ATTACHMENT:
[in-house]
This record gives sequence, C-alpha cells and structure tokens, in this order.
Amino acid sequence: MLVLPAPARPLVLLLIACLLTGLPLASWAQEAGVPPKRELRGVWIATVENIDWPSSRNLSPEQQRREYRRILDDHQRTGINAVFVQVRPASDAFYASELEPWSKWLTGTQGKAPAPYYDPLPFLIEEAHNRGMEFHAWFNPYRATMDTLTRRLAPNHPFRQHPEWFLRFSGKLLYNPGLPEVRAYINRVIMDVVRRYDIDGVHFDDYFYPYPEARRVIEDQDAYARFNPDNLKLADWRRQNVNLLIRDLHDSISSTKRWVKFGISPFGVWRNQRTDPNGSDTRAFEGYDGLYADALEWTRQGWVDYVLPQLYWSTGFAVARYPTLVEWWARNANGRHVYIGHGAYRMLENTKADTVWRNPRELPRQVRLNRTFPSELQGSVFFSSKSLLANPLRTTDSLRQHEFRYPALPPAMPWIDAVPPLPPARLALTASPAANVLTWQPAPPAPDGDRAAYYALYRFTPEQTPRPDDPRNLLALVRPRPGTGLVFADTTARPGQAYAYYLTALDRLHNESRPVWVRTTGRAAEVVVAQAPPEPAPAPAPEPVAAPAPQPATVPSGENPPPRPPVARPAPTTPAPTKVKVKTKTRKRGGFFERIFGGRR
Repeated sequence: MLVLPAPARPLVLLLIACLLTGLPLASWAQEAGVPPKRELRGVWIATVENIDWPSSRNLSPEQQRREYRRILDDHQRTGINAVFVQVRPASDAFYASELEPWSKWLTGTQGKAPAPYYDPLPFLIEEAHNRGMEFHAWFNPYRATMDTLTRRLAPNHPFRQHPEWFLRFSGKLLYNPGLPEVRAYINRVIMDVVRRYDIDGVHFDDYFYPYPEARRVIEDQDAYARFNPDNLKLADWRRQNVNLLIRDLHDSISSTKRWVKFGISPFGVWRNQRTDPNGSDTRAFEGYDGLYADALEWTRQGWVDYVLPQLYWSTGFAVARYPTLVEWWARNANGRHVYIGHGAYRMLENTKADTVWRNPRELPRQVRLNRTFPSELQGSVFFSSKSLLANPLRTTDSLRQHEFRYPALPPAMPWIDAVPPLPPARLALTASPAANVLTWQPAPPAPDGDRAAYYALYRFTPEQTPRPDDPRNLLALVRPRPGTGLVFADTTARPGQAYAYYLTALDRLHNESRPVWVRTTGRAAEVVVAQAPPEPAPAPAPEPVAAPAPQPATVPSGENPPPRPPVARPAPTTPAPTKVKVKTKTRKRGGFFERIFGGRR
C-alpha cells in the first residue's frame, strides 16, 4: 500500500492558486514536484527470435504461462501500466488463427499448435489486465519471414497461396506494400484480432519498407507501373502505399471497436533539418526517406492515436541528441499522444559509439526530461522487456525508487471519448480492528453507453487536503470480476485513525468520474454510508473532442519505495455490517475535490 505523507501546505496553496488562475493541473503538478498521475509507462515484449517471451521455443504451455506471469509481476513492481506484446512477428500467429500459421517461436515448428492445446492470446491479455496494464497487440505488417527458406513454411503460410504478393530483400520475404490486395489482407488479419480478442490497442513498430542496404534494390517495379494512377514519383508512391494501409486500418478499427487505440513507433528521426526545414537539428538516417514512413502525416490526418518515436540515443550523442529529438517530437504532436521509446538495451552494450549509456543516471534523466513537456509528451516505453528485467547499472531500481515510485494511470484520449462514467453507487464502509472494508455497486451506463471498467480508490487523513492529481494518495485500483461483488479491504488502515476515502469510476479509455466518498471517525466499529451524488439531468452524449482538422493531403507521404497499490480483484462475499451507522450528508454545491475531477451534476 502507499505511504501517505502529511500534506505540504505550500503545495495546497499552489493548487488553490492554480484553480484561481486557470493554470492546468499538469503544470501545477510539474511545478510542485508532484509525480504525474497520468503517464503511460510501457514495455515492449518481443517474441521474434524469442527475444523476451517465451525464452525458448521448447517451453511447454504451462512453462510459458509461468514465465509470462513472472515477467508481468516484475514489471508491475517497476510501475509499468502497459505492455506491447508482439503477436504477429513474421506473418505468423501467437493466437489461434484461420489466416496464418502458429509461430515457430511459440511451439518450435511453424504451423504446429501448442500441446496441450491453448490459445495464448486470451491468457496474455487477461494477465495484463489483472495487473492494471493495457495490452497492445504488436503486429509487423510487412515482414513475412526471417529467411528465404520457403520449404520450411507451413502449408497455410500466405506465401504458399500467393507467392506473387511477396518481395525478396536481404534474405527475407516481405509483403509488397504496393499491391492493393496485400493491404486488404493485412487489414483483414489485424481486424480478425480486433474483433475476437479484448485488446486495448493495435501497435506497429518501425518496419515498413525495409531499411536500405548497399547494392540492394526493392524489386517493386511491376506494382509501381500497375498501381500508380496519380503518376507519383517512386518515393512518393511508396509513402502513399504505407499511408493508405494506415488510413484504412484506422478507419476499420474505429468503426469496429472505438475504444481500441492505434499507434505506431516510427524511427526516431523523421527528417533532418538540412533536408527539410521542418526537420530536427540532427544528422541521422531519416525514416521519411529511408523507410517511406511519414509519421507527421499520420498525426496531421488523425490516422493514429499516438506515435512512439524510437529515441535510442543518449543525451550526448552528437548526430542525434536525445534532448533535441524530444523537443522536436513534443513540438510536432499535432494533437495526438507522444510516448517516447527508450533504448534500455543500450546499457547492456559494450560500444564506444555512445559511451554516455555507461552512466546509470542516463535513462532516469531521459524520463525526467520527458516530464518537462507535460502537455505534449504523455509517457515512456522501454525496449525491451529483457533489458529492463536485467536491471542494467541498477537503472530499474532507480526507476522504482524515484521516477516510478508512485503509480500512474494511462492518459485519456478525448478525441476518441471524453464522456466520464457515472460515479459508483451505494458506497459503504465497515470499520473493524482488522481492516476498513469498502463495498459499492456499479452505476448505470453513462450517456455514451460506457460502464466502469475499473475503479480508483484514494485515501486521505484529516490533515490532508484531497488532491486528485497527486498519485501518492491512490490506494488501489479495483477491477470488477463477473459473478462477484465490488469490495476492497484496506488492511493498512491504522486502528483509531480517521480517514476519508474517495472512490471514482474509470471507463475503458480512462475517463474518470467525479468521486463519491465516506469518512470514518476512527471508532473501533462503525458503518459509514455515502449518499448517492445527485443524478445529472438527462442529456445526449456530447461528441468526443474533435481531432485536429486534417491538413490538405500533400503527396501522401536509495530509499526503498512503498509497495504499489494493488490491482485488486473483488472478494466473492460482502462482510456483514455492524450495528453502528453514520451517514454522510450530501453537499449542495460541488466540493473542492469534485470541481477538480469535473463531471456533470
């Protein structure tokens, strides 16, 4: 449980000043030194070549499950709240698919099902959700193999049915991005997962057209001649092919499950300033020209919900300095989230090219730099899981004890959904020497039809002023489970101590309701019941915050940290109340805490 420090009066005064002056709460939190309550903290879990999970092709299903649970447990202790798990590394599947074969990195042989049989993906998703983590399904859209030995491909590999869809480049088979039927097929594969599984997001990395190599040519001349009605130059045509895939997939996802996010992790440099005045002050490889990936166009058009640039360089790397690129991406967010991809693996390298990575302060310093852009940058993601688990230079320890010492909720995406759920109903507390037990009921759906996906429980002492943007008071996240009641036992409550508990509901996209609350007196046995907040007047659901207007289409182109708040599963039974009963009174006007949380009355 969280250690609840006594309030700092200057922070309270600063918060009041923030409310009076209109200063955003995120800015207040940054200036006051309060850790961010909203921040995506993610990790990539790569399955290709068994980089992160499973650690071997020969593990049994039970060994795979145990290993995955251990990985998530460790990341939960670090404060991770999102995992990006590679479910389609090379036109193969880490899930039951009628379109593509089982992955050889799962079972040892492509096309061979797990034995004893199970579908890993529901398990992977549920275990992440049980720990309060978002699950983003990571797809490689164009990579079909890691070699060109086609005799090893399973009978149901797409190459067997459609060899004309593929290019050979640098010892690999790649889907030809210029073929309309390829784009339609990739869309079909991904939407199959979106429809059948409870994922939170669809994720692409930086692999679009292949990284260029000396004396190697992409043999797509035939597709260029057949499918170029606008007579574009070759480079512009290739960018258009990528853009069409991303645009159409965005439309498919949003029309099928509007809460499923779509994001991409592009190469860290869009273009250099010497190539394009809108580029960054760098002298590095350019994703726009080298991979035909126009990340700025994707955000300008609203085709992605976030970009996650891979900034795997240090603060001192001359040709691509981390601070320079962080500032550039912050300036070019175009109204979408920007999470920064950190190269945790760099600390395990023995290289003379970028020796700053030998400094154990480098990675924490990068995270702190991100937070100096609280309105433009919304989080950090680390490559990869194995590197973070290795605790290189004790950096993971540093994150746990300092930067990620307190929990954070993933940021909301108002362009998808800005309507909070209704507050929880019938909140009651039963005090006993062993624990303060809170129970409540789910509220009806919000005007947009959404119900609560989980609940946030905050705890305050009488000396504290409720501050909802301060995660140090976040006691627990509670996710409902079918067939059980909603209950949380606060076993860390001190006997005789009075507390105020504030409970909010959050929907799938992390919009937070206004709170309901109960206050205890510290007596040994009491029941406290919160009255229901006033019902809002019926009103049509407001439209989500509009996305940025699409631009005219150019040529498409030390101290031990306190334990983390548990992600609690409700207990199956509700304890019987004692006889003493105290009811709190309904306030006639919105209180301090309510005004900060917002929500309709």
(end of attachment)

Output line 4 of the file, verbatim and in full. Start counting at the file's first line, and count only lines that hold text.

Repeated sequence: MLVLPAPARPLVLLLIACLLTGLPLASWAQEAGVPPKRELRGVWIATVENIDWPSSRNLSPEQQRREYRRILDDHQRTGINAVFVQVRPASDAFYASELEPWSKWLTGTQGKAPAPYYDPLPFLIEEAHNRGMEFHAWFNPYRATMDTLTRRLAPNHPFRQHPEWFLRFSGKLLYNPGLPEVRAYINRVIMDVVRRYDIDGVHFDDYFYPYPEARRVIEDQDAYARFNPDNLKLADWRRQNVNLLIRDLHDSISSTKRWVKFGISPFGVWRNQRTDPNGSDTRAFEGYDGLYADALEWTRQGWVDYVLPQLYWSTGFAVARYPTLVEWWARNANGRHVYIGHGAYRMLENTKADTVWRNPRELPRQVRLNRTFPSELQGSVFFSSKSLLANPLRTTDSLRQHEFRYPALPPAMPWIDAVPPLPPARLALTASPAANVLTWQPAPPAPDGDRAAYYALYRFTPEQTPRPDDPRNLLALVRPRPGTGLVFADTTARPGQAYAYYLTALDRLHNESRPVWVRTTGRAAEVVVAQAPPEPAPAPAPEPVAAPAPQPATVPSGENPPPRPPVARPAPTTPAPTKVKVKTKTRKRGGFFERIFGGRR